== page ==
England v Pakistan 2019: What did we learn about the two teams?
- Take a look at what the just concluded England Pakistan series taught us about the two teams ahead of the upcoming World Cup.
England beat Pakistan by 54 runs in the fifth and final ODI at Leeds to win the series 4-0 despite some late resistance in the form of a 47 run-stand for the last wicket by Pakistan bowlers Shaheen Shah Afridi and Mohammad Hasnain.
England will be satisfied with the series win that saw good performances from every player still in contention for a place in their World Cup squad. While most of their squad is settled, the combination of fast bowlers that will be part of the squad is not completely decided, and all the possible candidates have given a good show of themselves.
Pakistan will be impressed by their batsmen's aggressive approach, scoring more than 300 runs in every innings bar the 297 in the final ODI. However, poor bowling and fielding set them back and left them with more issues to deal with than they would have hoped for.
England have to make some harsh calls in their World Cup squad
England entered this series with a formidable batting lineup and only had to decide their fast bowling combination out of the options of Chris Woakes, Tom Curran, David Willey, Mark Wood, Liam Plunkett, and Jofra Archer.
To complicate things, all of them performed well in the opportunities that they had. Woakes led the bowling with 10 wickets and bowled well with the new ball, followed by Curran with six wickets. Curran also offered reliable death bowling and improved his batting, notably building a partnership with Ben Stokes that ultimately took them closer to winning the fourth game as well an important cameo in the final match of the series.
Plunkett and Willey took four wickets each, with Plunkett especially effective during the middle overs. Willey showcased his death bowling in the second ODI to help win a tense match but appears vulnerable due to his limited capability when the ball does not swing. However, being a left-armer gives him an advantage over his competitors.
Archer and Wood took two wickets apiece and appear to be guaranteed selections given the prospect of two fast bowlers regularly bowling at speeds above 90 mph. Archer is also an excellent option for bowling in the death overs and adds more batting depth to the team.
Joe Denly's selection as a backup spin bowler to Moeen Ali and Adil Rashid under threat, with Eoin Morgan appearing reluctant to bowl him as he could not replicate the control that Moeen and Rashid provide
Jason Roy led the batting with 277 runs, followed by Jonny Bairstow and Joe Root with 211 and 203 respectively. Ben Stokes, Eoin Morgan, and Jos Buttler also found some form, with Buttler even getting a chance to captain England when Morgan was suspended for a slow over-rate.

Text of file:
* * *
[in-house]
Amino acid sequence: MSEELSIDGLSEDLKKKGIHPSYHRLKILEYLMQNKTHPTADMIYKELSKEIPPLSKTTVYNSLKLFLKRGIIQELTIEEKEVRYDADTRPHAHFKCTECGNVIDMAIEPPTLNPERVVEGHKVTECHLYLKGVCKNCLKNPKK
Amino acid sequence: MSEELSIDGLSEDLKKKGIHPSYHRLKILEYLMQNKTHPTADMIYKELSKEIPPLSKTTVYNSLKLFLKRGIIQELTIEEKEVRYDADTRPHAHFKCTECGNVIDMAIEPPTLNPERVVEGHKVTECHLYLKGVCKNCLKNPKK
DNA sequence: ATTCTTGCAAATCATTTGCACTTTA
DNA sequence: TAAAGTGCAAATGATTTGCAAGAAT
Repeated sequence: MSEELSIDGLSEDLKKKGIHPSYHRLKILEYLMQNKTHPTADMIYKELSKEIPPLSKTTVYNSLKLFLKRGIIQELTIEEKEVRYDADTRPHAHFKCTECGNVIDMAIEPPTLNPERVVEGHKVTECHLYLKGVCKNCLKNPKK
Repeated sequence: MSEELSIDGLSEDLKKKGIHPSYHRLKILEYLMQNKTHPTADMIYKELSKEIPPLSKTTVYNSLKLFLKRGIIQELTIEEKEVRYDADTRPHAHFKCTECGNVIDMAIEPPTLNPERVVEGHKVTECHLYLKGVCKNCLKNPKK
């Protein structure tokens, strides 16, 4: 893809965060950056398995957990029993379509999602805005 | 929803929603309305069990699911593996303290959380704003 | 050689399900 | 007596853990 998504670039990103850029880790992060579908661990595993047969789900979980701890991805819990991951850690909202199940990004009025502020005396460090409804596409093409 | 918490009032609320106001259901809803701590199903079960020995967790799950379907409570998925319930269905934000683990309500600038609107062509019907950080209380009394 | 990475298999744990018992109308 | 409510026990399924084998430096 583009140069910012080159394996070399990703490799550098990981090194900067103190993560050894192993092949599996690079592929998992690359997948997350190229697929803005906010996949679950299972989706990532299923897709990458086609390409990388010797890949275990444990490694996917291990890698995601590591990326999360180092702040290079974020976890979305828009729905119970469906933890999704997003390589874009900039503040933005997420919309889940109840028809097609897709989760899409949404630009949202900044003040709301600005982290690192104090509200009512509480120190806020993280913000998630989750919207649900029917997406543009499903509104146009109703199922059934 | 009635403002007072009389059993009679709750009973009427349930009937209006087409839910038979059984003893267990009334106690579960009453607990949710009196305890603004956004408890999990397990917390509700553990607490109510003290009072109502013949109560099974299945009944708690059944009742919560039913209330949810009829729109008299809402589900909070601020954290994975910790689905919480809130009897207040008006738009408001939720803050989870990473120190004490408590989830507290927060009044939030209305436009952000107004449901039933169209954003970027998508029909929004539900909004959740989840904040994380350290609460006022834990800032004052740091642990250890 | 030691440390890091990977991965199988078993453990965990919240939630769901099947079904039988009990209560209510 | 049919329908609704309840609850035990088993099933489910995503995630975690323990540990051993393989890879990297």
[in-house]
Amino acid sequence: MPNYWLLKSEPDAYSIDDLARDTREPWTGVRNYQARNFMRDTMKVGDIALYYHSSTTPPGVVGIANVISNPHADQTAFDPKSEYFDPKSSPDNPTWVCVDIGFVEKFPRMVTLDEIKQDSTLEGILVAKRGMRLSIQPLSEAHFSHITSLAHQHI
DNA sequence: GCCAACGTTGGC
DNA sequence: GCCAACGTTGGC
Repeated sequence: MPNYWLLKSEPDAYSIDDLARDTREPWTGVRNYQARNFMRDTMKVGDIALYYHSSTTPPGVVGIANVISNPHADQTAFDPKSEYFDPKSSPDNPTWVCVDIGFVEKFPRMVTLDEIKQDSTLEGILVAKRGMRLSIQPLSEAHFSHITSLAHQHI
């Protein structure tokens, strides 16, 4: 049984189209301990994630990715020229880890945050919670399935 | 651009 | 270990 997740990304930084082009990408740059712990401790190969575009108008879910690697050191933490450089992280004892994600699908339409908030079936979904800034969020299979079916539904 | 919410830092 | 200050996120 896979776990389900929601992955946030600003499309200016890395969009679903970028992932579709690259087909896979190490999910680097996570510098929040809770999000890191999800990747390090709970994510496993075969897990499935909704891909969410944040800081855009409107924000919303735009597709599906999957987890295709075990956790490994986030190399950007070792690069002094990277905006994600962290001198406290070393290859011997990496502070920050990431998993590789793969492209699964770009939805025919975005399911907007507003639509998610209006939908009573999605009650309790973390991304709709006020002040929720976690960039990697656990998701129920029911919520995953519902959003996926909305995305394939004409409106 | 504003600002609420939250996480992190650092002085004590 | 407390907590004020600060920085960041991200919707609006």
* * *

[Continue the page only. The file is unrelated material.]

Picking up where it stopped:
James Vince did not make a score higher than 43 when playing as the backup opener but his selection in the World Cup squad appears assured, especially given that other alternatives such as Sam Billings suffering an injury and Alex Hales losing his spot on disciplinary grounds.
The selectors have some harsh calls to make before Tuesday's final squad announcement, with Willey and Denly appearing to be the most vulnerable at the moment. Barring that uncertainty, the squad appears stable and should be confident of their chances.
Poor bowling and fielding set Pakistan back
Pakistan's 4-0 loss in this series continues a losing streak of ten ODI matches since the decider against South Africa earlier this year.
Any doubts over the ability of their batting to regularly post big totals were banished with their aggressive approach in this series, scoring more than 300 in every innings barring the final ODI.
Babar Azam led the batting charts with 277 runs, including a century and two half-centuries. Openers Fakhar Zaman and Imam-ul-Haq also managed one century each, whereas Sarfaraz Ahmed and Mohammad Hafeez also scored one half-century.
Asif Ali scored 2 half-centuries at a strike rate of 131.48 and his power hitting likely to win him a place in the final World Cup squad.
Imad Wasim was Pakistan's highest wicket-taker with six wickets and was the only frontline bowler to average less than 40 with the ball, albeit barely with 39.33. Shaheen Afridi took five wickets at an average of 49, and Hasan Ali and Mohammad Hasnain managed three wickets each at an average of 87 and 49 respectively. Junaid Khan claimed two wickets at an average of 71.
Alarmingly, none of the visitors' fast bowlers had an economy rate less than seven, which was mostly due to poor bowling during the death bowlers. The scarcity of yorkers throughout the series is another concern for the bowling coaches to work on at the earliest.
Shadab Khan's absence due to illness gave Yasir Shah an opportunity to present his case for World Cup selection but he was dropped after only one match where he bowled with figures of 1-60 to continue his dismal bowling form in ODI cricket.
Mohammad Amir did not play due to chickenpox but has earned a recall into the World Cup squad in light of Pakistan's bowling woes. Amir conceded less than five runs on average for the last two years, even if he took only five wickets in that time.
Faheem Ashraf appears to be the most vulnerable players to make way for Amir, but that will not completely resolve Pakistan's bowling problems.
Their poor fielding also set them back; dropped chances and misfields hurt their chances throughout the series. This was visible in the 4th ODI when Ben Stokes played a crucial knock for England after having his catch dropped.
While the squad is mostly settled and will take heart from their batting approach, they need to resolve their bowling and fielding issues quickly if they are to get far in the World Cup.Published 20 May 2019, 04:07 IST